• The adjacent square is open (units can't walk into walls of course).
  • The square under the square that the unit wants to move to has a wall or a fortification in it.

Under certain circumstances you can have a ramp with the square above it blocked. A ramp in these circumstances is useless. (except for certain minecart exploits)

I have some ascii art side view diagrams of this. Let / be the ramp, _ be a square with a floor, but no wall, 0 be a square with a wall and floor, and an empty space be a square that is completely empty. A usable ramp looks something like this:

0000000 ____
_______/0000

Another example is this:

___ ___
___/000

When a dwarf is standing on the ramp square (the /) he can move up to the square just above and to the right in both of these cases and he cannot move into the square above and to the left.

Here are some broken ramps:

___ ___
___/___

Here the wall on the lower level is missing, so the ramp doesn't work.

___ 000
___/000

Here the upper level is blocked, so the dwarf can't get up the ramp.

Hopefully these examples help to clarify the situation.

  • This is more or less what I finally figured out (see below) and is the answer I will accept. – readyready15728 Aug 8 '15 at 20:05
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Ramps are usable when it makes sense for them to be. Try building some and see what happens instead of fretting over it - the game will tell you if they are unusable, after all. That said, I've tried to simplify:

  • There should be nothing directly above the ramp which would block a dwarf. You can't follow a ramp if it leads into the ceiling.
  • There should be a space next to the ramp which the dwarf can enter after following the ramp. You can't follow a ramp if it doesn't lead anywhere.
  • "The game will tell you if they are unusable" My miners are stuck underground again and nothing says the ramps are unusable. If it helps I made them through channeling. – readyready15728 Aug 7 '15 at 18:39
  • @Sadiq Did they channel multiple levels directly down? Ramps only go up one level. – Brilliand Aug 7 '15 at 19:18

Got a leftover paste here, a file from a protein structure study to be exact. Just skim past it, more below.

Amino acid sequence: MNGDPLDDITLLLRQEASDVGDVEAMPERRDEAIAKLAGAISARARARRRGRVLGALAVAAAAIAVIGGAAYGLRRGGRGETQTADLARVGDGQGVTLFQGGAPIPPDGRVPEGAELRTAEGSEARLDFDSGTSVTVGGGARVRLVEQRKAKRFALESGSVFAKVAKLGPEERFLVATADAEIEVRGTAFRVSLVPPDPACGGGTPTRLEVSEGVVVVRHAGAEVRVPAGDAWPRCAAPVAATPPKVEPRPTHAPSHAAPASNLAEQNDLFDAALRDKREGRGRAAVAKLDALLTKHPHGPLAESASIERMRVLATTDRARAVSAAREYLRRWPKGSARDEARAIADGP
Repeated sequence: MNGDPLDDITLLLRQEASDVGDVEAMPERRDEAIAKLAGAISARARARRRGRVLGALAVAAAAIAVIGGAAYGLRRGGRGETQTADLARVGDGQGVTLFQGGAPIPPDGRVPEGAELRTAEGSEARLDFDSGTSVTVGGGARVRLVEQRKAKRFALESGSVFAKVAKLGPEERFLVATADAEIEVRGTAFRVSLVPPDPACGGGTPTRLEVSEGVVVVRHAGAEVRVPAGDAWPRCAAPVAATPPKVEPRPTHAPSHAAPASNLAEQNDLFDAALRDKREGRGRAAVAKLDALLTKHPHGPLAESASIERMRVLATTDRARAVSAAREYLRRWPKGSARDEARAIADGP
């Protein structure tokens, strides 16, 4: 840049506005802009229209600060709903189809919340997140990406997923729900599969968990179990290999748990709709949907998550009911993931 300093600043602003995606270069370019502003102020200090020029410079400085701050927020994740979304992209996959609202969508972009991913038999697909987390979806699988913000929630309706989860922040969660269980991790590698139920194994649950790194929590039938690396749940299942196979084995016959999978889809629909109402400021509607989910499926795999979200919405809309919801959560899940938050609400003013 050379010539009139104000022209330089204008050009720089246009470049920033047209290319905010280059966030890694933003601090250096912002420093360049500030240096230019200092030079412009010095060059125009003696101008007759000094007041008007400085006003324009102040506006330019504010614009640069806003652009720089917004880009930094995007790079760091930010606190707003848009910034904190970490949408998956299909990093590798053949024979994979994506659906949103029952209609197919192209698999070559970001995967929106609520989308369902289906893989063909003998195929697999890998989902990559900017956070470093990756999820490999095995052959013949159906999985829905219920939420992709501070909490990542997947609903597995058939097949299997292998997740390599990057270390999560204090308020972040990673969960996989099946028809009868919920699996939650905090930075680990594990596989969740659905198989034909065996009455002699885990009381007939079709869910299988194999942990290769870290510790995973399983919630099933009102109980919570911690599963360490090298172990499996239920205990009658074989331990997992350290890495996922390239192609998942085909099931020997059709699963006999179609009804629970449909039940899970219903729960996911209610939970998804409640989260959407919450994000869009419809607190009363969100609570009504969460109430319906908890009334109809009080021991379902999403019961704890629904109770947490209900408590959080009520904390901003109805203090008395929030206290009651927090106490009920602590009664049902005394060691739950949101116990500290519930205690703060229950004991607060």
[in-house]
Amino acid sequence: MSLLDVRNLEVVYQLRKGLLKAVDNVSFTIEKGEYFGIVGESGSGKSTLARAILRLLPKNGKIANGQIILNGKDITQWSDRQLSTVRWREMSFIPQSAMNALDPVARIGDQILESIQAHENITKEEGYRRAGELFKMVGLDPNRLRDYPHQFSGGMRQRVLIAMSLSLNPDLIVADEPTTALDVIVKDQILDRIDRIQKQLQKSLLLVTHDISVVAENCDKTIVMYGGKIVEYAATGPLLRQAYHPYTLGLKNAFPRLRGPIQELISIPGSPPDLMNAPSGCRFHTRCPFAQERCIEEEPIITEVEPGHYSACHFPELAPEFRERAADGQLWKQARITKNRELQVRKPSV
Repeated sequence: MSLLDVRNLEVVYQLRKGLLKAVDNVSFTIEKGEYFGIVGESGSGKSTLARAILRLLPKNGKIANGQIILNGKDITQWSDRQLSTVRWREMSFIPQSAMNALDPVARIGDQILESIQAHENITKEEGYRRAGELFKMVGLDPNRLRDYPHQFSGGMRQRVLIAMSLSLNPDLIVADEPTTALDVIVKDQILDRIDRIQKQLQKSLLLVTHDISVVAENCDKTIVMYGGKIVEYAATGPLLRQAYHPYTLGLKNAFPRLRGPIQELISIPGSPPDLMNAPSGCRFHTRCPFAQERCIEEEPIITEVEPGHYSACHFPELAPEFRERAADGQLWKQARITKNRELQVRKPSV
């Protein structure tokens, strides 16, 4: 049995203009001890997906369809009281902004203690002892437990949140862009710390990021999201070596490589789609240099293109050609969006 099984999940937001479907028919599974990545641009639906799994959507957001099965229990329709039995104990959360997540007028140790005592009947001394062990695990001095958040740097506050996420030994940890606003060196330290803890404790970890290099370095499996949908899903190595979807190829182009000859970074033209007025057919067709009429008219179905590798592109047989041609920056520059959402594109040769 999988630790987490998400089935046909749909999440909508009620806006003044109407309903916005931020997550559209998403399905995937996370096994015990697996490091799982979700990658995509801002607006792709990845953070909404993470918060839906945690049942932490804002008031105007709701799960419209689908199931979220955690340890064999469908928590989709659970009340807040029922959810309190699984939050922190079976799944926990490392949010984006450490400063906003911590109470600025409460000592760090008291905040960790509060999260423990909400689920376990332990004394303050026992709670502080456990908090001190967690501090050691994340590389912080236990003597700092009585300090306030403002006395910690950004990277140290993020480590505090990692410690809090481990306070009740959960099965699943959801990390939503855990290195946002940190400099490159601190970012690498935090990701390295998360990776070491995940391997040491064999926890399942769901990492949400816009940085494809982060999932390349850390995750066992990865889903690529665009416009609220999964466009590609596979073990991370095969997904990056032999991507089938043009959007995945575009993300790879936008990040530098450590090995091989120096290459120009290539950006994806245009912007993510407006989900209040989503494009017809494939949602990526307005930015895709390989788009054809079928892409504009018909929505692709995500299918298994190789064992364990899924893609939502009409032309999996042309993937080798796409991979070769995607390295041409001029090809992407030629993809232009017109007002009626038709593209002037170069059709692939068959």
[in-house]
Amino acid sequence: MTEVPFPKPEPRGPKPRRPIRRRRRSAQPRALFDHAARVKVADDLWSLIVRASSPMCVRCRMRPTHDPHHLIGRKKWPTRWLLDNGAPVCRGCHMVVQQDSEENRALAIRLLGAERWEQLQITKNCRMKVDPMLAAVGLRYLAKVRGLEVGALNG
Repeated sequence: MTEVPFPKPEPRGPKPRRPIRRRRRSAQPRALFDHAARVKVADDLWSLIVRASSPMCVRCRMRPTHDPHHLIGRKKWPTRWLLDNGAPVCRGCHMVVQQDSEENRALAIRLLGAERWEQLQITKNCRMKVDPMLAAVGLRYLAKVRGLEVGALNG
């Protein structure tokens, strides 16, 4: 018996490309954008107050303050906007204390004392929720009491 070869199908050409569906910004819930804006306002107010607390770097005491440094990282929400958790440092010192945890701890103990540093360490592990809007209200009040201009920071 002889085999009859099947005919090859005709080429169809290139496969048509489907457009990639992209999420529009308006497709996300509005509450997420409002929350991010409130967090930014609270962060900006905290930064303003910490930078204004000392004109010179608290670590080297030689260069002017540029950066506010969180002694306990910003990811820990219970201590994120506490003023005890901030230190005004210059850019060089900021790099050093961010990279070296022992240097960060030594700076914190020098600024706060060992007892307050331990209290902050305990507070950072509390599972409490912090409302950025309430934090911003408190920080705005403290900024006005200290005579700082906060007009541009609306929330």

• They didn't. What I was doing was sinking a small tunnel west into the hillside where there wasn't much room for expansion. I then dug a 3x3 channel at the end of this tunnel to the next z-level. I then dug a tunnel east here to do further exploring. What this resulted in was a situation where all of the cells adjacent to the slopes either were open on the z-level above but had no wall on the z-level of the slope OR had a wall at the z-level of the slope but were not open on the z-level above. – readyready15728 Aug 7 '15 at 19:33
  • One of the several things that was not at all clear about the documentation is the logic involved here that I think is going on: that the two criteria in question have to be met simultaneously by the adjacent cell that is to be accessible from the ramp. That's how it should be written, like the actual algorithm involved. Also, the diagram provided on the Wiki has some Necker cube-like visual ambiguities and needs to be either changed or labeled or something. – readyready15728 Aug 7 '15 at 19:38
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    In any case, I have now realized that my trade depot can just be put on the first level and I can use stairs for the rest. Much easier than screwing around with ramps. – readyready15728 Aug 7 '15 at 19:43
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A ramp must be against a wall (corners are ok) and it must have an empty space directly above it. That's about it!